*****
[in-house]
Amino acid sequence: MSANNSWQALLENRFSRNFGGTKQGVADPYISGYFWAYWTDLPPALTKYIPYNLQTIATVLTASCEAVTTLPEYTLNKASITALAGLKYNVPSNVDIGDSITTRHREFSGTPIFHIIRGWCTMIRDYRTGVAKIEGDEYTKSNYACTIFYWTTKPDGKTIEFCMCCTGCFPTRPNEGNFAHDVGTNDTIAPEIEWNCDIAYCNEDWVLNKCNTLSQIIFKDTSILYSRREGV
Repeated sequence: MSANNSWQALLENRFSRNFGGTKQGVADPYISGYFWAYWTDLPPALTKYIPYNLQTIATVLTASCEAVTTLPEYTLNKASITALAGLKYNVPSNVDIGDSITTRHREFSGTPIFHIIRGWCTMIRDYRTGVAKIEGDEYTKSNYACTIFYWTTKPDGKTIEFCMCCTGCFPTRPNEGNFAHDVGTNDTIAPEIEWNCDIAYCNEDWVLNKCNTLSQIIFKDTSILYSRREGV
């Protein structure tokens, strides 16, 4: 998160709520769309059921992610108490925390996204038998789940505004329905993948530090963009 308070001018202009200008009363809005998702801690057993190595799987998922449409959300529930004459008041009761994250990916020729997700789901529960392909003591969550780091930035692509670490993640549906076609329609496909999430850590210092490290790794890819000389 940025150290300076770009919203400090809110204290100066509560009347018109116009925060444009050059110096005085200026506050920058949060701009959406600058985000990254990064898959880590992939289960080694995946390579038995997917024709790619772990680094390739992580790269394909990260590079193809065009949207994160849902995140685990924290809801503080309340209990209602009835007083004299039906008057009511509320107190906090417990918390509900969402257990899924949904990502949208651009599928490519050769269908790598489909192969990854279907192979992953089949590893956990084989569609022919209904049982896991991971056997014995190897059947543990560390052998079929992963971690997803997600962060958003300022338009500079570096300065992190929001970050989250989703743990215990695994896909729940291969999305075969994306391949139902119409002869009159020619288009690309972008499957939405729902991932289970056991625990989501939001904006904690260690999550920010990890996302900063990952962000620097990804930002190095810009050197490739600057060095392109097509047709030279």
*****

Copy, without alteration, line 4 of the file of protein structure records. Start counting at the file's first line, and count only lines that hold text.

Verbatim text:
């Protein structure tokens, strides 16, 4: 998160709520769309059921992610108490925390996204038998789940505004329905993948530090963009 308070001018202009200008009363809005998702801690057993190595799987998922449409959300529930004459008041009761994250990916020729997700789901529960392909003591969550780091930035692509670490993640549906076609329609496909999430850590210092490290790794890819000389 940025150290300076770009919203400090809110204290100066509560009347018109116009925060444009050059110096005085200026506050920058949060701009959406600058985000990254990064898959880590992939289960080694995946390579038995997917024709790619772990680094390739992580790269394909990260590079193809065009949207994160849902995140685990924290809801503080309340209990209602009835007083004299039906008057009511509320107190906090417990918390509900969402257990899924949904990502949208651009599928490519050769269908790598489909192969990854279907192979992953089949590893956990084989569609022919209904049982896991991971056997014995190897059947543990560390052998079929992963971690997803997600962060958003300022338009500079570096300065992190929001970050989250989703743990215990695994896909729940291969999305075969994306391949139902119409002869009159020619288009690309972008499957939405729902991932289970056991625990989501939001904006904690260690999550920010990890996302900063990952962000620097990804930002190095810009050197490739600057060095392109097509047709030279």